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Expanding the Sayable:

Listening, Teaching

 

Monica Huerta

Princeton University

 

This isn’t my idea. That is, I’m putting my footnote upfront—a top note. A few months ago, my dear friend who teaches in the Italian Studies Department at Bryn Mawr College, Alessandro Giammei, shared a gorgeous-looking text with me. È stata una sorpresa: a syllabus for his course “Rome as Palimpsests.” If you looked at it you would see that his pedagogical attention extends into this typically-dreary-looking document. French and Italian literary critic Christy Wampole has written about the syllabus as “a site where politics, law, logistics and intellect meet, and where the soul of a teacher is most visible to his or her students….”[1] Ale’s syllabus revealed itself in exactly this way. I leafed through it, stopping at the top of a page whose format I didn’t recognize. It looked neither like a reading schedule nor an explanation of assignments, but rather like a list of rules. And so, always one with time for a list, I began reading them. There were statements about not apologizing for having incomplete thoughts, about speaking up even if it was uncomfortable. I peered over the page at him, sipping his (inevitably) lackluster espresso “Did you write these?”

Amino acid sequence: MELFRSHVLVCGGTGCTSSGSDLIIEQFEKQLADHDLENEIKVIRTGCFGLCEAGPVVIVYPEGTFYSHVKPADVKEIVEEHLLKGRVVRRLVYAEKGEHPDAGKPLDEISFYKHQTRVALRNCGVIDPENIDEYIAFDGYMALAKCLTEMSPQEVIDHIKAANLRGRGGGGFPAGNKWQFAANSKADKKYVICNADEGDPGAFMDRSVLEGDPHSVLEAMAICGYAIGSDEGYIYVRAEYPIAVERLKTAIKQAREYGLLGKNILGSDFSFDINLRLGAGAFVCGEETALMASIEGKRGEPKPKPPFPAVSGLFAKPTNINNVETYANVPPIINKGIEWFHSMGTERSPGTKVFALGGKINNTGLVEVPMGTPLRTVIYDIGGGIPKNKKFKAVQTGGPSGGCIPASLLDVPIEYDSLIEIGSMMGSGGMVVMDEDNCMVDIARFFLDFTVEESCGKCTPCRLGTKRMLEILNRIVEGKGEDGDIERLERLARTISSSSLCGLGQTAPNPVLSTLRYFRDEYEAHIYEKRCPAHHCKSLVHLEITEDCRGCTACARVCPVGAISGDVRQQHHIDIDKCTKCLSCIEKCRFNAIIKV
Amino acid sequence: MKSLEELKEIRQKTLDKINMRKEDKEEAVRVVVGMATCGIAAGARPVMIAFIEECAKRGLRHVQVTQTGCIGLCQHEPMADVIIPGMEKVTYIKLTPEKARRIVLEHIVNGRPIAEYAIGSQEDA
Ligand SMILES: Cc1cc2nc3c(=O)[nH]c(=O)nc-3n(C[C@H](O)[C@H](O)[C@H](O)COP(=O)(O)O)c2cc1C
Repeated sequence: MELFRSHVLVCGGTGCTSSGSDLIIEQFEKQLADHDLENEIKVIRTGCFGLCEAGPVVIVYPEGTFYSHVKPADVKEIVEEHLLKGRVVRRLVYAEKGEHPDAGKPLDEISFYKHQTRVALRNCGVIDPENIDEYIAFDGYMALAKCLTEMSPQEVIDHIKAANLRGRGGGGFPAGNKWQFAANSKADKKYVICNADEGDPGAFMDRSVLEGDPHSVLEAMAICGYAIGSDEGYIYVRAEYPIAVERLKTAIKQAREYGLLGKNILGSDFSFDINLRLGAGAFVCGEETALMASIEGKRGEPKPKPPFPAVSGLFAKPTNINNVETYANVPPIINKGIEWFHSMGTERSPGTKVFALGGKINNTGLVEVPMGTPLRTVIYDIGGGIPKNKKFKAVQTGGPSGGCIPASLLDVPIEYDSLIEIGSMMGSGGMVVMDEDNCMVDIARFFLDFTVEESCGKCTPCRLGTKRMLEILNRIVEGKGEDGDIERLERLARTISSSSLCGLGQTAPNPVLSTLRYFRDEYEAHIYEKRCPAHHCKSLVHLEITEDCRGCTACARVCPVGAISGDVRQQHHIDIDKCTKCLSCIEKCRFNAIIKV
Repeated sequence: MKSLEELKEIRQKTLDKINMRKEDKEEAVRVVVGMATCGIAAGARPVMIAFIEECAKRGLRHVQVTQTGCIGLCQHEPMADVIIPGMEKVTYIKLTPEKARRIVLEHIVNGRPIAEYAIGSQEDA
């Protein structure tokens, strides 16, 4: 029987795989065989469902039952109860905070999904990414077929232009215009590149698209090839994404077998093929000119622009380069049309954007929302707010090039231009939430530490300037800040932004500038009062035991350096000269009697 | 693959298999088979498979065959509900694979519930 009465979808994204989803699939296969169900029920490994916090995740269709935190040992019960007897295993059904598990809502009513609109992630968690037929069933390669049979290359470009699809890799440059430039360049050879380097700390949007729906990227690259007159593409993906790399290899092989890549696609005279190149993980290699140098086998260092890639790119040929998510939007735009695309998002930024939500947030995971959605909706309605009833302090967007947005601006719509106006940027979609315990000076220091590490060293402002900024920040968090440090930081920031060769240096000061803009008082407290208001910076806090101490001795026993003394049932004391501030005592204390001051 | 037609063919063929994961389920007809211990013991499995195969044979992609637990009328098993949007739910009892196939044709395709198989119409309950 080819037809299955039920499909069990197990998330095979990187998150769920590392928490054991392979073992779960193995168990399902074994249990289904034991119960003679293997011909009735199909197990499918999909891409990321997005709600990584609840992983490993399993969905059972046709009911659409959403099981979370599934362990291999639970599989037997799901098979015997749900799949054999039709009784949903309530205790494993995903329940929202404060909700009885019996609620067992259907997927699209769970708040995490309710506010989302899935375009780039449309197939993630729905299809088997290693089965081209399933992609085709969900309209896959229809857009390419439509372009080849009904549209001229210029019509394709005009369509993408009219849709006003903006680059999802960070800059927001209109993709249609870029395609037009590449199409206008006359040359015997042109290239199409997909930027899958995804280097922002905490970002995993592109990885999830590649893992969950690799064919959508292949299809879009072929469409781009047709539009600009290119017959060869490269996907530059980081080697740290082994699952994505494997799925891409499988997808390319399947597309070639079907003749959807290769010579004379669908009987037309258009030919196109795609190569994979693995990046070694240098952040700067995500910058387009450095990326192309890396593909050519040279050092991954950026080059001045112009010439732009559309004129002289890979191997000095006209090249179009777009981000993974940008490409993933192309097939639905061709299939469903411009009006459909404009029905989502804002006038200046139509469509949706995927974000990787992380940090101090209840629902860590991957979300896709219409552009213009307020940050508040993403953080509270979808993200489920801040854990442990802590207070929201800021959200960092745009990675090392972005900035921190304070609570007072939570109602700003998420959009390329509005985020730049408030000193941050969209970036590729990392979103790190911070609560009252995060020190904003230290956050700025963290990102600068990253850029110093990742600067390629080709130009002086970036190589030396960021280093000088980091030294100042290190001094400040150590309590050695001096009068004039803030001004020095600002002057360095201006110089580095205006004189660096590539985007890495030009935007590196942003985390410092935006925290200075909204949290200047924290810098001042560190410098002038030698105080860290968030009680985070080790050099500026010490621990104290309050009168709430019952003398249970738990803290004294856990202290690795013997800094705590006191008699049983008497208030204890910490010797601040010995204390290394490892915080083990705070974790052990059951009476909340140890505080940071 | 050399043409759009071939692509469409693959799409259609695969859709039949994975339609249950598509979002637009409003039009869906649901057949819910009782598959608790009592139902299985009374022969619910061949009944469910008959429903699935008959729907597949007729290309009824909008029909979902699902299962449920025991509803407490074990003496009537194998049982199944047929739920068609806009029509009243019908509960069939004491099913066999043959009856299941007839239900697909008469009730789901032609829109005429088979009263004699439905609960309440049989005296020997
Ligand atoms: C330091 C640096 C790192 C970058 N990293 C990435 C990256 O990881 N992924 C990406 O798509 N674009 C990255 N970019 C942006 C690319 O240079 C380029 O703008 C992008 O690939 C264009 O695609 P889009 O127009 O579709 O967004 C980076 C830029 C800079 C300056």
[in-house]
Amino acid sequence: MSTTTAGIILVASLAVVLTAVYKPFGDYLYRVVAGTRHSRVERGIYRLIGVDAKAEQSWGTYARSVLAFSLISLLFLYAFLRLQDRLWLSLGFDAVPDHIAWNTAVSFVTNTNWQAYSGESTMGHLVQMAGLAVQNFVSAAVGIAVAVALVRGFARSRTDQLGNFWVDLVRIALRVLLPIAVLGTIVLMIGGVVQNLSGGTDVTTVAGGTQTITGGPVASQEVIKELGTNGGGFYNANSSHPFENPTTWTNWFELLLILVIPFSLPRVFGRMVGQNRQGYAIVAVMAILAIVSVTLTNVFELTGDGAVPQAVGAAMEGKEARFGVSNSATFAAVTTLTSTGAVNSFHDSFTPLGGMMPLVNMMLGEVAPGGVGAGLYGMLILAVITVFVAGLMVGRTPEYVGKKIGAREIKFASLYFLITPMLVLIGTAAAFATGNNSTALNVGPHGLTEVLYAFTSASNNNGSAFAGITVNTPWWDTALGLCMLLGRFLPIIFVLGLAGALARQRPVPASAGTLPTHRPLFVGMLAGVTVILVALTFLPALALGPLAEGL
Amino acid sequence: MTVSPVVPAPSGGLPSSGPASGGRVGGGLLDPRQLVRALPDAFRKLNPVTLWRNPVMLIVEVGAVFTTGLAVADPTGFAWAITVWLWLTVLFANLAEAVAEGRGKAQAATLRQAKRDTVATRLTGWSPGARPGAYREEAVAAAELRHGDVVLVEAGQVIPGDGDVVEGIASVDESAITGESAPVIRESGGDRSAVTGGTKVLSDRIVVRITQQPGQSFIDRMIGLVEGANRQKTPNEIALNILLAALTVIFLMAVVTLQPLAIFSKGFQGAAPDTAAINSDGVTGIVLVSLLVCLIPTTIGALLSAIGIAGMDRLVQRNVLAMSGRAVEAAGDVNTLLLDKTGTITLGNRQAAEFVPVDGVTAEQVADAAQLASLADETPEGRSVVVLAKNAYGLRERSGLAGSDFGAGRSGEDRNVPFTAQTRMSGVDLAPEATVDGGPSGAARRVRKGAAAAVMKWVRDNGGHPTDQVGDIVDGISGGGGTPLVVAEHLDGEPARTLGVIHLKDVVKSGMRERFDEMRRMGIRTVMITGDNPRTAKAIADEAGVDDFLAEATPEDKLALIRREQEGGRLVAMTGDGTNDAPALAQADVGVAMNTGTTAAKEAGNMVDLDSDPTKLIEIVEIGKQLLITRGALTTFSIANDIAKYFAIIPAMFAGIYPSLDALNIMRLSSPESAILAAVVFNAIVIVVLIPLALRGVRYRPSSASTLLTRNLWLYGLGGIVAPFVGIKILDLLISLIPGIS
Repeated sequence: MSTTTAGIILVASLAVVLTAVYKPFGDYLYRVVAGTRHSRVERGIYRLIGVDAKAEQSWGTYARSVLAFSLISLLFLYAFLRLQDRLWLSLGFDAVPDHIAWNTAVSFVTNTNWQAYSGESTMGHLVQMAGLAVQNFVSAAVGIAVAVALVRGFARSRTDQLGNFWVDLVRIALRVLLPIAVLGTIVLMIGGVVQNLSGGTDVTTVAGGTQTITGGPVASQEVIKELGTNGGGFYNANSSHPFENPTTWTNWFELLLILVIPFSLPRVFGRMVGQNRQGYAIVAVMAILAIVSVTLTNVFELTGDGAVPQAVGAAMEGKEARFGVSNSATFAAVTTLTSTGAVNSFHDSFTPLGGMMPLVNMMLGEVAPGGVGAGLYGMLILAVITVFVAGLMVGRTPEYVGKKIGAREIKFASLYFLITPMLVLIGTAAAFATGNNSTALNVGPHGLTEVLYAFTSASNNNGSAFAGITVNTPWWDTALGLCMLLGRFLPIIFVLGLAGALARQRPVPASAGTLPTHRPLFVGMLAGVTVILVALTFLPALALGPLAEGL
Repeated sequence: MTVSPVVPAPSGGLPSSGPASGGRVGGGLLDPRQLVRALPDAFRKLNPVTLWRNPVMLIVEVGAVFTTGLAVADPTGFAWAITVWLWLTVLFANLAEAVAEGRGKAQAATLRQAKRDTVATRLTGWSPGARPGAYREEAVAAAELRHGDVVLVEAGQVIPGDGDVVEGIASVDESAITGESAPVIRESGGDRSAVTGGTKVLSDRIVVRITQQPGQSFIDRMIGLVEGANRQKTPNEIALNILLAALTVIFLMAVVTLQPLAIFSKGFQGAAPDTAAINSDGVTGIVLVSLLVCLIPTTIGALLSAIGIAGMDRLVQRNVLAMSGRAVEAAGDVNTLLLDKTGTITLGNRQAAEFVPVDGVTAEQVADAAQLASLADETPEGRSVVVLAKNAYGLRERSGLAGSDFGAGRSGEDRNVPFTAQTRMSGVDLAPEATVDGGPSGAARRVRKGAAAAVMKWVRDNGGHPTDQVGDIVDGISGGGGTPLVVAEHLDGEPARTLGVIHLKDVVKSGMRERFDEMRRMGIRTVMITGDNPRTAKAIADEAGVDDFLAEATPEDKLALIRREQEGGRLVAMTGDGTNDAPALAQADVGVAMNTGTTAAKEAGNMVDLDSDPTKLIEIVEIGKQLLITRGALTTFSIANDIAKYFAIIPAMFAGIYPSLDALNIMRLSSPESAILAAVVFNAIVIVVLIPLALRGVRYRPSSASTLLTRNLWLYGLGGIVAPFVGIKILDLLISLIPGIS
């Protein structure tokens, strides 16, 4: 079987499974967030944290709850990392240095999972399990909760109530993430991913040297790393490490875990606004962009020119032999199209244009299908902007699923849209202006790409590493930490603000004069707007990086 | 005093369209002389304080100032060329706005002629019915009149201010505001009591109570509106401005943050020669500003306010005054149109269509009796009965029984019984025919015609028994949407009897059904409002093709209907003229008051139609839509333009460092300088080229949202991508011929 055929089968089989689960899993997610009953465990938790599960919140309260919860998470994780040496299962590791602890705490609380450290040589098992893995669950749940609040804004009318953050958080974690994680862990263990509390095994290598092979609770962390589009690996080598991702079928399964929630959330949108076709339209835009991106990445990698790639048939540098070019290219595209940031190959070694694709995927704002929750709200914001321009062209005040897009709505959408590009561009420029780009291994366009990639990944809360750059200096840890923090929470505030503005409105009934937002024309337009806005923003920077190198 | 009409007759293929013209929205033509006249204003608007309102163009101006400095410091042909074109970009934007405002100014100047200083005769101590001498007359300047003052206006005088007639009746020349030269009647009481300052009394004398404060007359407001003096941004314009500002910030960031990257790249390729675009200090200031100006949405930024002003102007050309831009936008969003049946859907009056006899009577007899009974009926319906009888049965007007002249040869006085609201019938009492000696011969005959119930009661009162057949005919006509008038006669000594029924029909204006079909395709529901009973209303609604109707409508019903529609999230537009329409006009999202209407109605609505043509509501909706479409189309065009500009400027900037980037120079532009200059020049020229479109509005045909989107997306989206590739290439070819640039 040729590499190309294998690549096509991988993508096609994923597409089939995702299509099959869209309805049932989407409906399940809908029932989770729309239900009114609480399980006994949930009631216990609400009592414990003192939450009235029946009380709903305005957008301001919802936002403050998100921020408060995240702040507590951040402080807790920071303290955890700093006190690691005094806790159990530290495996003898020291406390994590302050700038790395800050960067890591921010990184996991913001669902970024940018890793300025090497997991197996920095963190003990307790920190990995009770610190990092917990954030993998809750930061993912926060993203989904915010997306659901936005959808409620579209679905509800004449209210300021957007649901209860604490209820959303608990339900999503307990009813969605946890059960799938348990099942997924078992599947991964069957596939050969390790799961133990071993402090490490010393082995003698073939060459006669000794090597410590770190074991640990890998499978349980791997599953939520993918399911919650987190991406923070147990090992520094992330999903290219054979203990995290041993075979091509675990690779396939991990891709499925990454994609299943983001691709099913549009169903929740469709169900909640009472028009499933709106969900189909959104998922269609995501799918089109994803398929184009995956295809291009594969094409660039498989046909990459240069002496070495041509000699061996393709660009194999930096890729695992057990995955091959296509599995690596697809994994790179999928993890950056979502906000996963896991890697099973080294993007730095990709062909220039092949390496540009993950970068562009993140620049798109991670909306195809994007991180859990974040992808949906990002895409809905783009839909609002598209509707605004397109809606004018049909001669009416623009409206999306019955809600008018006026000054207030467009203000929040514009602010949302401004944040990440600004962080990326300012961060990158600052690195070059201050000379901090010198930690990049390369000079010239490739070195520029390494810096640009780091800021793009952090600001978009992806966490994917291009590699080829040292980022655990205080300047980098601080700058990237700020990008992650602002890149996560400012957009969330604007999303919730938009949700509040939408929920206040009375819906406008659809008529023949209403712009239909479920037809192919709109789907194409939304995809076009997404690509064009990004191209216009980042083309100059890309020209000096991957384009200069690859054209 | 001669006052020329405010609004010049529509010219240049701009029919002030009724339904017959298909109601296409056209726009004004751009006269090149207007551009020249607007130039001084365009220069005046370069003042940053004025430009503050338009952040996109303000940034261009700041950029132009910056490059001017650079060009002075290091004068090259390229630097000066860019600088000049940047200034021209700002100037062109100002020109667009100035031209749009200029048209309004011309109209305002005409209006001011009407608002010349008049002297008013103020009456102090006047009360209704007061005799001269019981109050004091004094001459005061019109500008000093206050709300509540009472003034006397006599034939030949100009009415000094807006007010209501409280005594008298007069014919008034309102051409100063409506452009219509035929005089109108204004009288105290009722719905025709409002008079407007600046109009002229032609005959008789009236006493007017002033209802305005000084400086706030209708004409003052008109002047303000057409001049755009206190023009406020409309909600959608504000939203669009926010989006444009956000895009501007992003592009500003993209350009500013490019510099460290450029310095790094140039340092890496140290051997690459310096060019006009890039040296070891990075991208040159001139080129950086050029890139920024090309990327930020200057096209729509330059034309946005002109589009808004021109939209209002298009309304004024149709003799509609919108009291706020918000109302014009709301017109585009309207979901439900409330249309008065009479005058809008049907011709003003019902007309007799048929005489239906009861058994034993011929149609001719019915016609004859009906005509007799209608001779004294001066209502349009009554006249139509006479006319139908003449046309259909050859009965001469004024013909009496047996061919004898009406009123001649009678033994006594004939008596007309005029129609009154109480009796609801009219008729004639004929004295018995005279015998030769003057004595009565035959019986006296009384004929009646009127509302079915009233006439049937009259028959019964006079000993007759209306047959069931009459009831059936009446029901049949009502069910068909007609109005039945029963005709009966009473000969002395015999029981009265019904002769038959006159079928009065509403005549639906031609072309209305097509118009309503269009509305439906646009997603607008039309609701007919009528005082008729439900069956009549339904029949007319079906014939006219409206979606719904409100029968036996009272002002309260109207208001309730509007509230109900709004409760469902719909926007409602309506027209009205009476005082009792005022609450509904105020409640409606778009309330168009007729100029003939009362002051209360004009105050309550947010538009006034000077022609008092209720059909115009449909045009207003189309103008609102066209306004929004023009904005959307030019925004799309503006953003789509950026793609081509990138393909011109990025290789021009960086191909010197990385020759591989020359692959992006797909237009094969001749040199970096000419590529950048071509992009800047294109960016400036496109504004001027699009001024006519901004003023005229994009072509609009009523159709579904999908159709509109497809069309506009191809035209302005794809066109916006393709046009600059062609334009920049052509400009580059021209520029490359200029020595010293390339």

“No!” he said with characteristic verve. “The students did. Every semester I ask the students to set ground rules for our class. And this is what they came up with for this year. Aren’t they good?”

 

Reader, it brings me immeasurable joy to share with you that they were very good. 

 

They were so good that this semester, in the first class for my course, “About Faces: Case Studies in the Histories of Reading Faces,” I planned an exercise like the one Ale did. The course looks at different historical moments where the project of making knowledge and/or art interfaced (haha) with practices and projects of “reading” faces: as in physiognomy, criminology, and early psychology. In part because some of the material we look at is profoundly racist, in part because we explicitly think in the course about what structures something as knowledge as epistemological rather than as belief, in part because in a small seminar, there is a real opportunity to create a distinct micro-culture with one another, I wanted to open up our conversations this way. Before diving into our main questions for the semester, but after establishing who was in the room, I invited students to think broadly and carefully about what kind of learning environment works well, and why, and how they wanted to build it with one another and with me.